This game, a simple side-scroller with fantastic visuals, solid controls, and catchy soundtrack, may not seem like much by today’s standards, but it was a godsend when it was released. Even more impressive is that it came out only a few months after the GBA was released and was still the greatest Spiderman game available.
6. Spider-Man: Edge Of Time
Spider-Man: Edge Of Time, the often-forgotten sequel to Spider-Man: Shattered Dimensions, wasn’t quite as good as the original, and it didn’t provide quite as much variety in terms of gameplay. It made up for it, though, with a wonderful tale penned by Peter David, the famed Spider-Man comics writer.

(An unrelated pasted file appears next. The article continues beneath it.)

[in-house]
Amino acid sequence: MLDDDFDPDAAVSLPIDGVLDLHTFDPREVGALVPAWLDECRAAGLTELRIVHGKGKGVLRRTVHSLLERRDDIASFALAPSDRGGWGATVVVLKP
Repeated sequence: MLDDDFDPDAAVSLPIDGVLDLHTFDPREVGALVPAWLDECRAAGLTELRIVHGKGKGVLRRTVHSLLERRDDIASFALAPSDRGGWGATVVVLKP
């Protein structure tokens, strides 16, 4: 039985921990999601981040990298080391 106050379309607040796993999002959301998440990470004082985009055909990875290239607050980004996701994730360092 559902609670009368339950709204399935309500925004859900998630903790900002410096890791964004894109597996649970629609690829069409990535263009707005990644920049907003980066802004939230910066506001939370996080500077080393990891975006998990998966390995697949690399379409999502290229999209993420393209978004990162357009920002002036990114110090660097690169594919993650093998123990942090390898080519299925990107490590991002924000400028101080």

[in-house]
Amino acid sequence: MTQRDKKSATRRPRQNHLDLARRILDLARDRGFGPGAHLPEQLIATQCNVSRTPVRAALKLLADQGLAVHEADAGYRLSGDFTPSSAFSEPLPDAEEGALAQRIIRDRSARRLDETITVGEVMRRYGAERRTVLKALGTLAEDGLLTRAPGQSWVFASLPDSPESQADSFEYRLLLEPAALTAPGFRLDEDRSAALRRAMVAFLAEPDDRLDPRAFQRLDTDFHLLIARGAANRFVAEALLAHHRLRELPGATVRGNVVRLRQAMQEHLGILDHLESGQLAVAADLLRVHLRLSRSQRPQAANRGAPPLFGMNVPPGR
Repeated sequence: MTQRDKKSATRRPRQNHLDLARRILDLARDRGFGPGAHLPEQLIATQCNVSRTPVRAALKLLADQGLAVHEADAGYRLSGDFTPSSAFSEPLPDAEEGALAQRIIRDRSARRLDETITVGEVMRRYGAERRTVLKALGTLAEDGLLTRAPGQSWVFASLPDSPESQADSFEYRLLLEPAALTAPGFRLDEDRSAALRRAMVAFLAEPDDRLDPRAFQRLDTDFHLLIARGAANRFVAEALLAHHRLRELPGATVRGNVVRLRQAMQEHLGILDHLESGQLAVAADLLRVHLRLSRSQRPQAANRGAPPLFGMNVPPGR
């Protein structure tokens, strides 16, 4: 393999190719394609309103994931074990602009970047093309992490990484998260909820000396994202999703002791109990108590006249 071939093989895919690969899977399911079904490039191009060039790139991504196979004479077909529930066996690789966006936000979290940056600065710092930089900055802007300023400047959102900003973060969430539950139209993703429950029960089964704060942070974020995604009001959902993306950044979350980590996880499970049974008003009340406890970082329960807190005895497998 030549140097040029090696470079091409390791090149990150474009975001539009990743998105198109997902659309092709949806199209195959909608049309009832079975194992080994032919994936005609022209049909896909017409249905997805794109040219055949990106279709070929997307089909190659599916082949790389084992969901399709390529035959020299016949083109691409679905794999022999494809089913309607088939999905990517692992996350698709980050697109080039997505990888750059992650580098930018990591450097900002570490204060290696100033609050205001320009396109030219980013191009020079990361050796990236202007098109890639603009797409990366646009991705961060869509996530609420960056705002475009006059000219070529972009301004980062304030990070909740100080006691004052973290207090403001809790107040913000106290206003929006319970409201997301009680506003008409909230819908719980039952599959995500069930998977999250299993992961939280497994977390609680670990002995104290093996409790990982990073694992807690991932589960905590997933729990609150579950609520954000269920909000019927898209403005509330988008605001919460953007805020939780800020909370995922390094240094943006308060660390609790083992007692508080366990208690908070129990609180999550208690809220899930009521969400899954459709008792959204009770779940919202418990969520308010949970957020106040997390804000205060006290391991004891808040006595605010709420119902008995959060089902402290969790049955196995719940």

Edge Of Time, unlike its predecessor, focuses solely on Peter Parker’s original Spider-Man and Miguel O’Hara, his 2099 counterpart. To preserve the future from disaster, the two must coordinate their activities across time and space. While the gameplay is repetitious and includes some tough boss fights, it still manages to provide a fun experience at the end of the day.
7. Spider-Man 2: Enter Electro
Enter Electro, like Spider-Man (2000), had Spidey swinging his way through New York City’s streets, but this time with Electro as the major antagonist. This choice was well-received by fans of Maxwell Dillon’s villain, given how little time he gets in the spotlight.
Enter Electro adds the ability to battle and travel on the street level, building on the excellent foundations of its predecessor. It’s best known for being re-released after the September 11 attacks to remove allusions to the World Trade Center. That isn’t to say it isn’t remembered for being a pleasant adventure game as well.
8. Spider-Man: The Movie